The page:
But here is where it gets troubling and actually quite sickening. Despite the fact that there are Latino gangs that lists killing a black person as initiation (reminiscent of white boys during slavery who had to rape a black girl as a rites of passage); despite the fact that members of armies in places like Germany are being told to think of black men when they shoot; despite the fact that some of our celebrities hate the skin they're in; and despite the fact that white people are still hanging nooses and gang-raping our women, I am still more likely to be killed by a black person than anyone else where I live in inner-city Washington, DC. Despite the work some of us do in prisons, where the majority of the black inmates are incarcerated for assault, murder and drug possession, I am still going to turn on the TV and see black men promoting the sale of drugs and promoting violence and murder. I am still going to see artists get signed because of their street credit instead of their college credit (unless they dropped out) and many young black girls and boys lose their lives following their example.

Some of us are quick to say that it's white folks at the top of the movie industry and record companies that are responsible for this. That was true a decade ago but now as people like Jay-Z and Diddy rise the corporate ladder, they bear much of the responsibility as well, at least as it relates to who gets discovered. Despite Viacom's BET purchase, there are still black people working there at every level so I will not blame Viacom for the creation of shows like "College Hill" or "We got to do Better." This is the same company whose mission statement is to showcase the "culture, genius, beauty, and talent of the black race." BET founder Bob Johnson stated that he's a businessman, not a social worker and has nothing to apologize for because he created more black millionaires than anyone. So kids who watch TV without supervision get one message: get money no matter if it's at the expense of your own people.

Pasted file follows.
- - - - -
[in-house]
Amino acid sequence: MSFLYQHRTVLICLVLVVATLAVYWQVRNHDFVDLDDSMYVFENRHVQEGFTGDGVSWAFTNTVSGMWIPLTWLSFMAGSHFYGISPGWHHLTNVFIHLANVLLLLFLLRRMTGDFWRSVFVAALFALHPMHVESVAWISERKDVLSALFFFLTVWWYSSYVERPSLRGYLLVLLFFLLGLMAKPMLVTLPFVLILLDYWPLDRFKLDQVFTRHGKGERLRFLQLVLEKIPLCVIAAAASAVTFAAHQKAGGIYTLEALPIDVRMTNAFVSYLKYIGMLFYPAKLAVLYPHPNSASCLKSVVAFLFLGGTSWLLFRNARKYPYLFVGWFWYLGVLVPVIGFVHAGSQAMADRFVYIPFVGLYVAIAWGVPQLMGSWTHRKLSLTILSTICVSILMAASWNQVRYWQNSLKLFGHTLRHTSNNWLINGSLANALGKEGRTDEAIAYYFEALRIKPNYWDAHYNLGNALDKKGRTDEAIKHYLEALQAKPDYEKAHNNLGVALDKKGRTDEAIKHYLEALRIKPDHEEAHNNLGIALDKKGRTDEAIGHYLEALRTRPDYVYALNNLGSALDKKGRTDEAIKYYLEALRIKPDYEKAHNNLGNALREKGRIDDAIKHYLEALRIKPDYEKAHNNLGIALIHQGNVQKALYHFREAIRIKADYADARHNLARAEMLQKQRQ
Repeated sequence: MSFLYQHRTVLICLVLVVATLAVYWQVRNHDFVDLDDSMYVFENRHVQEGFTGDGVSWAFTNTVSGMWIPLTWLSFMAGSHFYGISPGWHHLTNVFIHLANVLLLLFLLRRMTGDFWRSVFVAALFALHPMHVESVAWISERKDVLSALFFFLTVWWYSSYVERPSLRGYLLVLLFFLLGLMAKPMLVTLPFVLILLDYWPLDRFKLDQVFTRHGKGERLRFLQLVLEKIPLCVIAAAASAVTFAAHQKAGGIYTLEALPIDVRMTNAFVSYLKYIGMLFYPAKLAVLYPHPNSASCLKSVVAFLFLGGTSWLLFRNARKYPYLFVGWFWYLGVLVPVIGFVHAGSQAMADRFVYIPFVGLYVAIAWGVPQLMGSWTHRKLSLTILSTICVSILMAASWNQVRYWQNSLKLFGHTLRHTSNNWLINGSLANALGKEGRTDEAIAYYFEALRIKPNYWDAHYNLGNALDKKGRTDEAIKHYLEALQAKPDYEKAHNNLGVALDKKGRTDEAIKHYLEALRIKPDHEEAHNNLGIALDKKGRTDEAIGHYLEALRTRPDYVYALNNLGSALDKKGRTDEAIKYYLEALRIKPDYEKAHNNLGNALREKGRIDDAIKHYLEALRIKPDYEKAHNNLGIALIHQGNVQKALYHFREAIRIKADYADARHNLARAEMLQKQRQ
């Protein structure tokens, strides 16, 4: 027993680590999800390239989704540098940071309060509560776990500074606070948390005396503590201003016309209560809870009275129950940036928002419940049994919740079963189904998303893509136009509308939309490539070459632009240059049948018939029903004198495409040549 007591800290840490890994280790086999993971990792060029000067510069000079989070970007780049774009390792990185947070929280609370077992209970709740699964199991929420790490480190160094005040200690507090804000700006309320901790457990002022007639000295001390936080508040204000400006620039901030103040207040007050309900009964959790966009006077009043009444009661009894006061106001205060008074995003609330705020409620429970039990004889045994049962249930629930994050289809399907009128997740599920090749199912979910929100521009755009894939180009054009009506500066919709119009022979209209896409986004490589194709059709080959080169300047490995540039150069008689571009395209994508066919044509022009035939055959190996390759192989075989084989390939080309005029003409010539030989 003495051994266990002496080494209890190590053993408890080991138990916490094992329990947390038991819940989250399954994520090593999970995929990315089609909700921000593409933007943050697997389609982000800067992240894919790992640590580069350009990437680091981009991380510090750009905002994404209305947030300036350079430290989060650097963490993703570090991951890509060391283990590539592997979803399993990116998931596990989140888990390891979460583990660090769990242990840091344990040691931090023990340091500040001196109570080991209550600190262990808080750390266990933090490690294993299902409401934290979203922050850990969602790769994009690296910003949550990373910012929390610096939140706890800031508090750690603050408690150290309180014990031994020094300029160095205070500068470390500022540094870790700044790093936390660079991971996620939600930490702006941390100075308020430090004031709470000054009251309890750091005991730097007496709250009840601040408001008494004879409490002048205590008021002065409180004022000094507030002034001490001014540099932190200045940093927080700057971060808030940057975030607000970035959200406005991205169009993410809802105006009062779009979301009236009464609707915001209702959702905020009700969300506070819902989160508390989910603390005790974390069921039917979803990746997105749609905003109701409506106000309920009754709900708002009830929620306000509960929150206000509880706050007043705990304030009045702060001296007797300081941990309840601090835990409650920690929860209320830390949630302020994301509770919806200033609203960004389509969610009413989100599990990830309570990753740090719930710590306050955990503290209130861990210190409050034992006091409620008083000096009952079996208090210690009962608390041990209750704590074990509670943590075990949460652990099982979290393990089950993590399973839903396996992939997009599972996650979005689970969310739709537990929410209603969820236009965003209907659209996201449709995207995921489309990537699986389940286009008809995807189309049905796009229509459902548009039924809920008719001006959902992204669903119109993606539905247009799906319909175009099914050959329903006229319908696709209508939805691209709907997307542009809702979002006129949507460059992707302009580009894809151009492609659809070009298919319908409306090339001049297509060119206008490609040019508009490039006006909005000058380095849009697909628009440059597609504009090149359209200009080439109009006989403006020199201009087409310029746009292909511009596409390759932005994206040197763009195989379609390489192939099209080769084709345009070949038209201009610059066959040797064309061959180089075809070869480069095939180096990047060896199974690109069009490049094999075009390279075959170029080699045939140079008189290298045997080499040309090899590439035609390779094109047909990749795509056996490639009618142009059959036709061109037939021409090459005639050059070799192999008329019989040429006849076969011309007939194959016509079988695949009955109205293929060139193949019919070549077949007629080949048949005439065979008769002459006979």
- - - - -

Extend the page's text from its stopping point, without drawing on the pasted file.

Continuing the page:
In the eighties and early nineties, BET had shows like "Teen Summit" and even a few news shows like "BET Tonight" with Tavis Smiley. Bill Cosby used his media influence to create shows like "The Cosby Showâ" and "A Different World." Though we have made more advances financially in the last 20 years, publicly we have basically gone from "A Different World" to "College Hill" and from "Soul Train" to "Soul Plane." There are black graduates of predominately white colleges as well as HBCUs behind these types of programs, movies like Soul Plane and music videos. Despite their degrees and our financial advances, we still cannot manage to have one 30-minute television show on the air devoted to news affecting us in 2007.